One of the most important decisions small and medium sized business (SMB) owners can make is where to establish their bank accounts. While it’s easy enough to open a checking account, SMBs also must think along the lines of future needs, such as capital, merchant services and financial advice.
Cashflow is king to all businesses but to SMBs — especially those just starting out — it can be a matter of sink or swim. With the economy on shaky ground and inflation still hovering at record highs, it’s a challenging lending and credit environment for everyone.
Banks are trying to balance risk against opportunity while fending off growing competition from financial technology (fintech) platforms eager to capture a piece of the $32.5 million U.S. small business market. But legacy financial institutions have the competitive — and knowledgeable — edge when it comes to servicing the needs of small businesses.
Ted Knauss, PNC SVP, Market Leader, NJ, NY, CT – Commercial Banking, said that business owners can reap great benefits from a banker that has some understanding of their company’s sector and will be able to offer some insights into industry trends.
Opportunity Meets Preparation
SMBs not only need basic banking and credit, but they can also use some financial advice, something they’re not always getting from digital or legacy institutions, according to the 2022 U.S. Small Business Banking Satisfaction Study by J.D. Power. Only 15% of the respondents indicated they had received definitive financial advice from their bankers.
The time is ripe for a meeting of the minds between neighborhood banks and local small businesses. Bankers have a wealth of advice businesses can use to become more financially fit and can serve as a financial partner to SMB owners.
”Banks have segments dedicated to supporting the needs of businesses ranging from retail distribution through large corporate. There are subject matter experts in each segment who deal with similar businesses every day,” said Knauss.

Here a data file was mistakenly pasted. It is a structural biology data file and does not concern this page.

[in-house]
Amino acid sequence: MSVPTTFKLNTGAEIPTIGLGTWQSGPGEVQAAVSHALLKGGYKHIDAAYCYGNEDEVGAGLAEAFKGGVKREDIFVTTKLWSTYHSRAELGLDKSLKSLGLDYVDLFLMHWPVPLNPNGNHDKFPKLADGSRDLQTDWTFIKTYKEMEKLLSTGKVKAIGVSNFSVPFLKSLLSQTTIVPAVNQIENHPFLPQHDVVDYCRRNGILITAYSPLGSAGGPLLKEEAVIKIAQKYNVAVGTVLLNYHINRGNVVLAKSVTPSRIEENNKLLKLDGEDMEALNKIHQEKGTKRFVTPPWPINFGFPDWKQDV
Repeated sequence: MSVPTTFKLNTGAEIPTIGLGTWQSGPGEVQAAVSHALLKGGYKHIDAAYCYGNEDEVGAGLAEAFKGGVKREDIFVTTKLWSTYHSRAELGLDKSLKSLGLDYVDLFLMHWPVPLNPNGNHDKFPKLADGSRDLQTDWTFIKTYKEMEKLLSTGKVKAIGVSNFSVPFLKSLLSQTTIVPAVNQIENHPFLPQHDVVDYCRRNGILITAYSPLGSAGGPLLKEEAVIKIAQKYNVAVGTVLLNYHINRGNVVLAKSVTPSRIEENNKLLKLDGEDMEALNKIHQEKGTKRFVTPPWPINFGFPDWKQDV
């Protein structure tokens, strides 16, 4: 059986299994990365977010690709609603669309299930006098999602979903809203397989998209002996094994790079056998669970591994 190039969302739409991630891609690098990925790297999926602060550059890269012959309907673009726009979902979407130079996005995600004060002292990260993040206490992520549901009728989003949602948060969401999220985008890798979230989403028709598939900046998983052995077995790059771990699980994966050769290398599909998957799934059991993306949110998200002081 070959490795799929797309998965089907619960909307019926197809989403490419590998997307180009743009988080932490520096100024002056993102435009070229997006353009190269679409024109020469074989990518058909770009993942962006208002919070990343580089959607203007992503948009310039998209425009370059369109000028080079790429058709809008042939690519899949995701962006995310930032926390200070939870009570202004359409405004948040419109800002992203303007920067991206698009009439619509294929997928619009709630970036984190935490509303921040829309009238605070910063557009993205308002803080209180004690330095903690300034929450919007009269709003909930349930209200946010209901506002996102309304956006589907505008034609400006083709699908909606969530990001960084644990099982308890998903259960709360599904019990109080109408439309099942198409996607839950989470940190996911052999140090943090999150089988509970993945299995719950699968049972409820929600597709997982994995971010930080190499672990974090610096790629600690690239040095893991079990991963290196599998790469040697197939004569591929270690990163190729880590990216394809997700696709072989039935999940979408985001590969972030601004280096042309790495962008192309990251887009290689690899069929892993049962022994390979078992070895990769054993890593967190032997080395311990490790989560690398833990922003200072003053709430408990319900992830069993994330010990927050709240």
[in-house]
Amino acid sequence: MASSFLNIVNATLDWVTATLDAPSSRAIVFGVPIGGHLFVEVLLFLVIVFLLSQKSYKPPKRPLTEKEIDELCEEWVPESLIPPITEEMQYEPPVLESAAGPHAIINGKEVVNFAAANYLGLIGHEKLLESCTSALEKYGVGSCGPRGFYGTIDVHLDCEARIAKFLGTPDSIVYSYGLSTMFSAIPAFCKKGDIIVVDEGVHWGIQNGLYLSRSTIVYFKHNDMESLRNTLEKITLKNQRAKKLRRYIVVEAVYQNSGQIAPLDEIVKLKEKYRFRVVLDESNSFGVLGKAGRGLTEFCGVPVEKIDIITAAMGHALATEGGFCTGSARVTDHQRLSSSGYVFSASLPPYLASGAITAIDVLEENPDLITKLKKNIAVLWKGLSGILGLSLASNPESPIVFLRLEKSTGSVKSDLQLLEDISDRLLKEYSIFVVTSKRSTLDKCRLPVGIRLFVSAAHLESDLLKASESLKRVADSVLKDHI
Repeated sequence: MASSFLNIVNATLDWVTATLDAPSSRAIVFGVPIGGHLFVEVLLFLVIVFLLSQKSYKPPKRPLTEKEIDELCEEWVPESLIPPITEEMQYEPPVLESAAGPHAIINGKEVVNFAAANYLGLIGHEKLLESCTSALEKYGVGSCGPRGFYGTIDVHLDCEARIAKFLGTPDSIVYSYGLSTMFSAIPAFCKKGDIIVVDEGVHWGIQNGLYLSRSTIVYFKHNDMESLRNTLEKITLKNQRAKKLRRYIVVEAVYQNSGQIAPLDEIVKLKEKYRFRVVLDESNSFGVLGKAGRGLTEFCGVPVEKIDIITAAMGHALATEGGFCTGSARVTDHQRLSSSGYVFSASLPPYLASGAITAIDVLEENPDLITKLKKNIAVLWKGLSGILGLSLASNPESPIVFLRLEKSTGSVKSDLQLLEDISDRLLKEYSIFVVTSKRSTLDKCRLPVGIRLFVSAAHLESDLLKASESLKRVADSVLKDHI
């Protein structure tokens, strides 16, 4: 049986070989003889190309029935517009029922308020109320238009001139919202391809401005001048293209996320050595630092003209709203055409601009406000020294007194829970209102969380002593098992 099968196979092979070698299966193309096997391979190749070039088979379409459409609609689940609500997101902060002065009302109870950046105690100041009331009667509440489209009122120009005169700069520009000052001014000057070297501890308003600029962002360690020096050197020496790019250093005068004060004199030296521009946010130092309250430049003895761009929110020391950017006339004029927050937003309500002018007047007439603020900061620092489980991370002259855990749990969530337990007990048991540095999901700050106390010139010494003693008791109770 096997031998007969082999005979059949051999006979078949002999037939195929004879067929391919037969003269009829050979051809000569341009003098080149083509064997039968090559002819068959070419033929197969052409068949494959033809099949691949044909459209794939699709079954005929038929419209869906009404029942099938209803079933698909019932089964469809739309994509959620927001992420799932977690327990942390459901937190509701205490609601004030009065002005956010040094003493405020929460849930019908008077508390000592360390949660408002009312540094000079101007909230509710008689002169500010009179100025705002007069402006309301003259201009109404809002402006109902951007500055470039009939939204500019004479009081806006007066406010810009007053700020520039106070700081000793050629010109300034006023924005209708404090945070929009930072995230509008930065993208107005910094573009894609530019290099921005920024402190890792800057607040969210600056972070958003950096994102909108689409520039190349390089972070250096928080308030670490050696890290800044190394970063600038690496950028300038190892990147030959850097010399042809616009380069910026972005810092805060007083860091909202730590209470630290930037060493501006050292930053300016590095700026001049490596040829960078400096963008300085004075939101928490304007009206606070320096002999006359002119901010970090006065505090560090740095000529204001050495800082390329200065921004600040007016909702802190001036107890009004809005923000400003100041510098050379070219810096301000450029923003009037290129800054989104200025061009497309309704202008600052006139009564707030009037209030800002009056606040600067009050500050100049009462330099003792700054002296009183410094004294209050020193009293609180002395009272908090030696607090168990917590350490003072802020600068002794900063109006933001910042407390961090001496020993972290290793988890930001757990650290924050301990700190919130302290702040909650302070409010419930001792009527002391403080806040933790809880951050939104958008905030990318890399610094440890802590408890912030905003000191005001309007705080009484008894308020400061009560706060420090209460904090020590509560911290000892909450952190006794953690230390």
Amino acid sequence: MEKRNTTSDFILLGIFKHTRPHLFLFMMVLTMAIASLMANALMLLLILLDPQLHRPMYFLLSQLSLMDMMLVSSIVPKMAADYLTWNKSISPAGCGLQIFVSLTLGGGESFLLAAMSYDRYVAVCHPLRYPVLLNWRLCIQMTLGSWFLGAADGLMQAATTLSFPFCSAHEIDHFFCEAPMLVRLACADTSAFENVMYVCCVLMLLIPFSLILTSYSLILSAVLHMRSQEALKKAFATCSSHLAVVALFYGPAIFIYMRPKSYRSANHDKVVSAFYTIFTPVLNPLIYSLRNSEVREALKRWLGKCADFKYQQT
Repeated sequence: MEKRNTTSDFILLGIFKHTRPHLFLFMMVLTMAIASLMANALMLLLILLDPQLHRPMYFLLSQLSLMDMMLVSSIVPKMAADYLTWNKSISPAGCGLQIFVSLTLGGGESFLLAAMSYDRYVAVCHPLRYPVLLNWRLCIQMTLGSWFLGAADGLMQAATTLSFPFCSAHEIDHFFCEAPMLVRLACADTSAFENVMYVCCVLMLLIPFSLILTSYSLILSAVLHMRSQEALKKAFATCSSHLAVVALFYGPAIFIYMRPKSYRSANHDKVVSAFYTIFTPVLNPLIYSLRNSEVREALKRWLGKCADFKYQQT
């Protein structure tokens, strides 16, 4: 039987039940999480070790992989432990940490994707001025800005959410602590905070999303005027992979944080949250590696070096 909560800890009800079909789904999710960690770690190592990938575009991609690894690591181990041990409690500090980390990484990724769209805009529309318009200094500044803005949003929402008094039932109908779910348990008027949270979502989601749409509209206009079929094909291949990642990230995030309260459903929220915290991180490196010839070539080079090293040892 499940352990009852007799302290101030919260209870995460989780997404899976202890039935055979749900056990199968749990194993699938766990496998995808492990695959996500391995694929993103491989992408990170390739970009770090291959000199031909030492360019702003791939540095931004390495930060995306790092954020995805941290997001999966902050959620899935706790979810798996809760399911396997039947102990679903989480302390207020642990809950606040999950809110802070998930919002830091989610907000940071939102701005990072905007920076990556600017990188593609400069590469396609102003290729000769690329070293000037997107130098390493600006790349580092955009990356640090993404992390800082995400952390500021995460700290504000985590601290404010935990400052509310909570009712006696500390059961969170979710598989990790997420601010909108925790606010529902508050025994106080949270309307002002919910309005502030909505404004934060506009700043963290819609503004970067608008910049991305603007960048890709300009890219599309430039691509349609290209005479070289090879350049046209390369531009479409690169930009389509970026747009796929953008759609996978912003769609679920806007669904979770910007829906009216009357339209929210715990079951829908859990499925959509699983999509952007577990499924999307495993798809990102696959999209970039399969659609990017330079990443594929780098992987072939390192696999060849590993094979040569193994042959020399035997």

Knauss added that for most businesses in operation for two years or more, there are numerous lending opportunities available.
Choosing the Right Bank
Dan Fosina, Valley National Bank SVP, Division Head of Commercial Banking and Head of FX Sales in New Jersey and Pennsylvania, said relationships are key.
“I would not underestimate what it means to have a true relationship bank, that encompasses access to management, ancillary business, and open dialogue. It allows your bank to partner with you in good times and bad,” Fosina said.
“Be very forthcoming with financial reporting, especially in a downturn for the company or economy, this helps your bank represent you better internally and support your company,” he added.
For small businesses, sitting down with local bankers is the first step in gathering the data needed to determine the best financial institution for the short and long term. It’s not a one-size-fits-all strategy and it takes a little time and preparation.
A digital-only approach to banking might be fine for some transactional needs but when it comes to running a business and securing capital, there is no substitute for finding the right partner.
Does Size Matter?
When talking about the size of a bank versus a business, there are different components at play, but the bottom line is both financial institutions and SMBs have something to offer one another.
“Find a banker that will care enough to learn and care about you and your business. The size of the bank doesn’t matter. Banks offer pretty much the same products and services to small businesses. Find one that provides great customer service,” said Stephen A. Jarossy, TD Bank VP and Senior Relationship Manager.
Except for loans from the Small Business Association (SBA), bank don’t “lend you money to start a business” and new companies seeking loans “should already be somewhat established.”
“Put together a realistic set of projections, including a downside case. Make sure you have well prepared financial statements, in most cases your tax returns,” said Jarossy.
Valley Bank’s Fosina agrees that the size of the bank or the business doesn’t matter and it’s important to find a financial institution that will accommodate what’s needed — Retail, Commercial Real Estate, Consumer Lending, Business Banking, or even Corporate Banking.
It’s ideal, Fosina said, to establish a personal relationship with your bank and to partner for years to come.